You can't clear the root cause of an issue by playing around with the behavioural effects. And this kind of advice leads to women feeling like even more of a failure, when it doesn't work for them. The article is full of the kind of advice I regularly hear from well-meaning coaches and experts, and it's why the research study showed that 'classic coaching' doesn't fix Imposter Syndrome and can even make it worse.
It's why the vast majority of people in the research study believed that Imposter Syndrome is 'incurable' - because making changes at the 'effects' level, rather than at a 'causal' level, doesn't fix the problem.
The triggers for Imposter Syndrome run at a deeply subconscious level and we often don't realise it has reared its ugly head until our heart is already racing, our mouth has gone dry, and we can feel the adrenalin and cortisol streaming through our bloodstream.
This stress response happens without conscious thought and puts us into the 'fight-flight-freeze' mode, which diverts blood flow from the frontal cortex of the brain (responsible for answering questions brilliantly in meetings or coming up with great ideas) to the primal part, which only cares about keeping us alive until the sabre-toothed tiger has left.
That's why Imposter Syndrome can make your mind go blank in that very meeting where you're supposed to be sharing your brilliant ideas.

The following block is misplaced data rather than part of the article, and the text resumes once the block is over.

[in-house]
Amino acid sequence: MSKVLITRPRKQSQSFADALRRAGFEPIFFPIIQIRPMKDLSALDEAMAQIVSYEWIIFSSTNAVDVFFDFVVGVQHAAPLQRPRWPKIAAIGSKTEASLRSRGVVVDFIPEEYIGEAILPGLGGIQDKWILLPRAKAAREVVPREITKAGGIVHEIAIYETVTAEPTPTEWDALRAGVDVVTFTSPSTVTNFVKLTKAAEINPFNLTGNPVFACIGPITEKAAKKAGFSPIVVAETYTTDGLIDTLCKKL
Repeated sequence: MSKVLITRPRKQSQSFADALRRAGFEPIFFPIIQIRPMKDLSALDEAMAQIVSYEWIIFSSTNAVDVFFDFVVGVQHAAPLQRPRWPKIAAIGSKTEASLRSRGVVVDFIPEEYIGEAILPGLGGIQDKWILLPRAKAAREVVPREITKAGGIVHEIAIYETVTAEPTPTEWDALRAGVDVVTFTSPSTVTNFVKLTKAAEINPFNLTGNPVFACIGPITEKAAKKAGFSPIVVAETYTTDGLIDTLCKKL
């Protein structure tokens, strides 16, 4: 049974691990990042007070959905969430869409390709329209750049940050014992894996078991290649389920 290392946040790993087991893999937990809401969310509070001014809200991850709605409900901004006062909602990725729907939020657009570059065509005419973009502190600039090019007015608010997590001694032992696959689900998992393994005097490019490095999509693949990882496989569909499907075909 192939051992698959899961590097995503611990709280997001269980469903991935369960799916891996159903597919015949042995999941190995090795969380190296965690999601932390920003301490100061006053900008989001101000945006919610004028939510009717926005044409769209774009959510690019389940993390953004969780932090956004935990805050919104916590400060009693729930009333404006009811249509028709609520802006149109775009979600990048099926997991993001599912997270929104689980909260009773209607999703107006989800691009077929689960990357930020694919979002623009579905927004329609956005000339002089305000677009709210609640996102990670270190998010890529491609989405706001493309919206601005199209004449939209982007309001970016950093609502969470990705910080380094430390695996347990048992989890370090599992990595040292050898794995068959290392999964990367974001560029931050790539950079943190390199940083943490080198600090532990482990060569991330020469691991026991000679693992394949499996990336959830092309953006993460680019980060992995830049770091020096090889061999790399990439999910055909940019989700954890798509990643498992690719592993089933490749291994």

Imposter Syndrome also affects a person's performance and productivity - see the Four Ps Of Imposter Syndrome - perfectionism, procrastination, project paralysis, and people-pleasing.
Lockdown has made this situation worse, with research showing that women have been taking on the bulk of the extra childcare and home schooling, whilst juggling this with their normal workload.
Women are reporting that their stress levels have increased and they are worried that they will be judged as under-performing over lockdown, missing out on future promotion opportunities or even losing their job, as a result. It has hit their confidence, hard.
The Three Hidden Triggers Of The Gender Pay Gap
The research study showed that there are three hidden factors in the gender pay gap and lack of gender equality in leadership roles, but that these aren't being addressed by the majority of companies:
Three Hidden Triggers Of The Gender Pay Gap
1. The Alpha-Male Culture In The C-Suite
There comes a point in too many companies where heart-based, feminine-style leadership is no longer valued, and women are required to change how they lead to fit in with the competitive, alpha-male C-Suite culture. What made these women great managers and leaders is no longer valued. Women feel they don't belong in that culture.
2. Lack Of Flexible Working
Too many women are being forced to choose between their career and their family. Asking for flexible working - even ad hoc for a school play - is often seen as a sign of a lack of commitment and causes them to be judged as not ambitious enough to gain senior level promotions. And many women's childcare commitments mean they simply cannot take on the additional working hours and travel that more senior roles demand.